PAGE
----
No you can not take this for granted. Speakers you can, amps no. Actually quite a few amps have the output out of phase with the input. This happens with a lot of output stage designs. In my experience amps just about never state if they are phase inverting. So it is my practice to ALWAYS do a phase check between input and output on the scope when putting an amp I don't know into service. You would be surprised what you find. The only thing that is standard is that the neg. terminal of an amp is ground. Phase is not standard.

The most reliable way to tell is to use Lessajous curves. In the case above you connect the input to x and output to y or vice versa.



The in phase curve which is actually a line is at the 3 o'clock position above and the out of phase curve at the 9 o'clock position.
 
Philnick

Philnick

Enthusiast
Is it enough to do this test on the secondary AVR? It would be tricky to test the primary one, since it would be uncertain whether the stuff decoded from HDMI and the line input (which isn't what I would be using for Atmos) are treated the same.

Perhaps the simplest would be to play a mono source through all channels and compare the outputs of the 2 amps.

At the Yamaha, I could Y a signal into a stereo line input and set it to "all channel stereo." Then I'd X/Y into the scope the red terminals of one speaker output from each AVR to see if they are in phase.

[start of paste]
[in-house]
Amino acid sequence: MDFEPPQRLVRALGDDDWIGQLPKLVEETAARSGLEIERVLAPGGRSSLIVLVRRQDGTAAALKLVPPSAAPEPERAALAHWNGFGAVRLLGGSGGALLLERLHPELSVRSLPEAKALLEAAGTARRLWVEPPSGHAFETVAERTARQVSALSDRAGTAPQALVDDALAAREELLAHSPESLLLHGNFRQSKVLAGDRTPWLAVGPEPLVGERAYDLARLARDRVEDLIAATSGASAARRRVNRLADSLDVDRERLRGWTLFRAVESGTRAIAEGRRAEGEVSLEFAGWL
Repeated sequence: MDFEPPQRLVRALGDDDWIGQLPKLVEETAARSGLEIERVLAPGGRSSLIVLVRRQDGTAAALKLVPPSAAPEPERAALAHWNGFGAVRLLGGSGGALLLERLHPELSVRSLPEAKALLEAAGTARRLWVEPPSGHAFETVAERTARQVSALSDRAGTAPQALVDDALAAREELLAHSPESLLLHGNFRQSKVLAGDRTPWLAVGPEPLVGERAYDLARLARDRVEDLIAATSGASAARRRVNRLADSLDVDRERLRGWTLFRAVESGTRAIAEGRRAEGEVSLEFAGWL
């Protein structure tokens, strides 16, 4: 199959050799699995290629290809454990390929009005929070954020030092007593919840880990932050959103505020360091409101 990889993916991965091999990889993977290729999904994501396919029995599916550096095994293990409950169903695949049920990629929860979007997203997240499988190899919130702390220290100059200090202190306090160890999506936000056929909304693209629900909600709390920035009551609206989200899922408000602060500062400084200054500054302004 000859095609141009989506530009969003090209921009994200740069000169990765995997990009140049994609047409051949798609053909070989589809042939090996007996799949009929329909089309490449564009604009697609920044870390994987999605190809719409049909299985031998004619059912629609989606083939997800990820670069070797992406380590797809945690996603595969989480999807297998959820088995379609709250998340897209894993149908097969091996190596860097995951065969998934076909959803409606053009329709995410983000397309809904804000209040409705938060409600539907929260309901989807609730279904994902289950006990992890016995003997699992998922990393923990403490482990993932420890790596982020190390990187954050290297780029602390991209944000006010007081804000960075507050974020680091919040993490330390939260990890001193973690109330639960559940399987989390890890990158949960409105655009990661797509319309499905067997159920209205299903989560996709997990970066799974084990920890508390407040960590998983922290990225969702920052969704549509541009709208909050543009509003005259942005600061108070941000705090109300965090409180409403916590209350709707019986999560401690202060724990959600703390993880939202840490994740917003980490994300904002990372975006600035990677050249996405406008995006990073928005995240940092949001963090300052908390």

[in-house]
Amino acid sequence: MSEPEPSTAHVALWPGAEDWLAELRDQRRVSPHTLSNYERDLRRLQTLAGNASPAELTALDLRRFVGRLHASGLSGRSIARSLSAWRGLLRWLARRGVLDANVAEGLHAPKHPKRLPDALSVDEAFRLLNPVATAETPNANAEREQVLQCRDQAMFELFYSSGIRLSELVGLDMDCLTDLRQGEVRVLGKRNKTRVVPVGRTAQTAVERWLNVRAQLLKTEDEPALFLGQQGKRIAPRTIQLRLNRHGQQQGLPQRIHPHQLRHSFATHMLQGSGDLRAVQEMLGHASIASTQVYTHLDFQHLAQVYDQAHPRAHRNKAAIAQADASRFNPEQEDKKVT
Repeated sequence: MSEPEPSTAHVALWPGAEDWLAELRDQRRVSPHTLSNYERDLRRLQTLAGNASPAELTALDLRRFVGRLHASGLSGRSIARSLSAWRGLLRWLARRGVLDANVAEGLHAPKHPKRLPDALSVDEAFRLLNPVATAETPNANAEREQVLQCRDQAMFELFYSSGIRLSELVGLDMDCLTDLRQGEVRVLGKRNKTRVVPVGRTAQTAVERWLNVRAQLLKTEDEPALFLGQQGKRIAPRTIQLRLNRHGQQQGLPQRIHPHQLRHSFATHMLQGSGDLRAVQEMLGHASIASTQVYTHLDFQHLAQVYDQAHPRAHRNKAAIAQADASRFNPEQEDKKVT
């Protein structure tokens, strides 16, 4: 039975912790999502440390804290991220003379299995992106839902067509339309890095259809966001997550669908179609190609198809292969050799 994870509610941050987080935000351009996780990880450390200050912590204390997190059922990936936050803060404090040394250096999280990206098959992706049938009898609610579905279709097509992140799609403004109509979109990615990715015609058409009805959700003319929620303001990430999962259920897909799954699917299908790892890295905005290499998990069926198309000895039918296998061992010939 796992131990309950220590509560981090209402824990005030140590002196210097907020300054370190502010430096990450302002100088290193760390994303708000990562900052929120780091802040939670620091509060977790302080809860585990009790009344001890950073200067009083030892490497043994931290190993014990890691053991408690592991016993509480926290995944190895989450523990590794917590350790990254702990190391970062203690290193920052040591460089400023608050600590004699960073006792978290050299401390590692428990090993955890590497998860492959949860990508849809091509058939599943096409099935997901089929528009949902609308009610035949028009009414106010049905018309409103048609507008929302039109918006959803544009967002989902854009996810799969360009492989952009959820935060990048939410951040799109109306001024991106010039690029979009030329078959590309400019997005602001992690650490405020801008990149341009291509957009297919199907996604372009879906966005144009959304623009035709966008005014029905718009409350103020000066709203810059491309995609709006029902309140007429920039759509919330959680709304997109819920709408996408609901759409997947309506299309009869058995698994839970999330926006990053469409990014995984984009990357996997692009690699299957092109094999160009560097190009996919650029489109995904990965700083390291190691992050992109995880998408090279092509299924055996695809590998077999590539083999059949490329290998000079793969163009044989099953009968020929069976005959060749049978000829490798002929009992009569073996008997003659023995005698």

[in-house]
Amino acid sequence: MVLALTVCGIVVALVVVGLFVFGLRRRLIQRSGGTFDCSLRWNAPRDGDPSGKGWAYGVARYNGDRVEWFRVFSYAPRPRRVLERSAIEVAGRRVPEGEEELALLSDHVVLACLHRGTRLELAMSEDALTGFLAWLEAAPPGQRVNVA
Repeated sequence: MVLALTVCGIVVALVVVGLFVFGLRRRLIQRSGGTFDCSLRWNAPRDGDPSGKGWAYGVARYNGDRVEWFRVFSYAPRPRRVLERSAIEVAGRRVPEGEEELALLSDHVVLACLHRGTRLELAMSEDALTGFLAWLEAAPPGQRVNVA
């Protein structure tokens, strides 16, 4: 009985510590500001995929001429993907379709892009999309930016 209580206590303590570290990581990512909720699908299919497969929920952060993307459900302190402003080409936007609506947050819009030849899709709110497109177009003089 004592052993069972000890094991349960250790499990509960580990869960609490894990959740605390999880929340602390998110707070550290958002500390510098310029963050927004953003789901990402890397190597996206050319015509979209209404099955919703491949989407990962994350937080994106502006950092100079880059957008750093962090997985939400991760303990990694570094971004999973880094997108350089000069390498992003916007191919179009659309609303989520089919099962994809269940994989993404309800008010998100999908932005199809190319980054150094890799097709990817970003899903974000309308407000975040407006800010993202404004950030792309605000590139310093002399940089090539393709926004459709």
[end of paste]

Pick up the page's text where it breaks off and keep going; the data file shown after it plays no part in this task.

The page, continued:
PS Very informative graph, by the way. I remember putting a discarded scope I'd found on campus across the two channels of my stereo, nearly 50 years ago, and watching the patterns made by music. Fascinating, when in the right state of mind!

PPS I also have a SmugMug gallery, but it's of my landscape photography, at Photos.PhilOlenick.com. It's quite small so far - only two dozen shots.
 
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Philnick

Philnick

Enthusiast
Just noticed that the silver Onkyo tube speakers have Black and White instead of Black and Red wiring terminals. I assume that White corresponds to Red in terms of polarity.
 
Verdinut

Verdinut

Audioholic Samurai
Just noticed that the silver Onkyo tube speakers have Black and White instead of Black and Red wiring terminals. I assume that White corresponds to Red in terms of polarity.
I would assume the opposite. The Black terminal would be the hot lug and the white the return, same as for AC line wiring, but don't do the dangerous mistake of using AC plugs to connect your speakers.
One of my friends had his speaker wires connected with AC plugs, and the cleaning lady, after disconnecting the speakers from the amplifiers as part of her work, plugged them back but in an AC outlet! :eek: She must have got off with quite a fright and burnt voice coils.
 
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highfigh

highfigh

Audioholic Overlord
One of my friends had his speaker wires connected with AC plugs, and the cleaning lady, after disconnecting the speakers from the amplifiers as part of her cleaning work, plugged them back but in an AC outlet! :eek: She must have got off with quite a fright and burnt voice coils.
Why the hell would your friend do that?
 
Philnick

Philnick

Enthusiast
TLS Guy: From what you wrote, I would assume that Black is ground and thus Red or White would be signal - or do you agree with Verdinut that White would be ground on the Onkyo speakers?